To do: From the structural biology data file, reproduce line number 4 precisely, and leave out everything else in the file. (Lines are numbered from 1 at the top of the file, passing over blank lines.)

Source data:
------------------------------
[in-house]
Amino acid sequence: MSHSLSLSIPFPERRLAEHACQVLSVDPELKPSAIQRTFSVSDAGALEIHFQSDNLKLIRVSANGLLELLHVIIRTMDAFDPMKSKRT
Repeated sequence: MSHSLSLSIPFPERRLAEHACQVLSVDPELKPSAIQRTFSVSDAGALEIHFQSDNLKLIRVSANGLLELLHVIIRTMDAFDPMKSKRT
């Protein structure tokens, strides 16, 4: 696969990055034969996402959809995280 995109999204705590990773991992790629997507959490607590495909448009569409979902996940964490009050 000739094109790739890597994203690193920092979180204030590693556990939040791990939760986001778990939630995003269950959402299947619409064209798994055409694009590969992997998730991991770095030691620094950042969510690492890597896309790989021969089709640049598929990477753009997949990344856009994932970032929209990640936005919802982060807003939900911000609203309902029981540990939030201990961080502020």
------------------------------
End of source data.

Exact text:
């Protein structure tokens, strides 16, 4: 696969990055034969996402959809995280 995109999204705590990773991992790629997507959490607590495909448009569409979902996940964490009050 000739094109790739890597994203690193920092979180204030590693556990939040791990939760986001778990939630995003269950959402299947619409064209798994055409694009590969992997998730991991770095030691620094950042969510690492890597896309790989021969089709640049598929990477753009997949990344856009994932970032929209990640936005919802982060807003939900911000609203309902029981540990939030201990961080502020």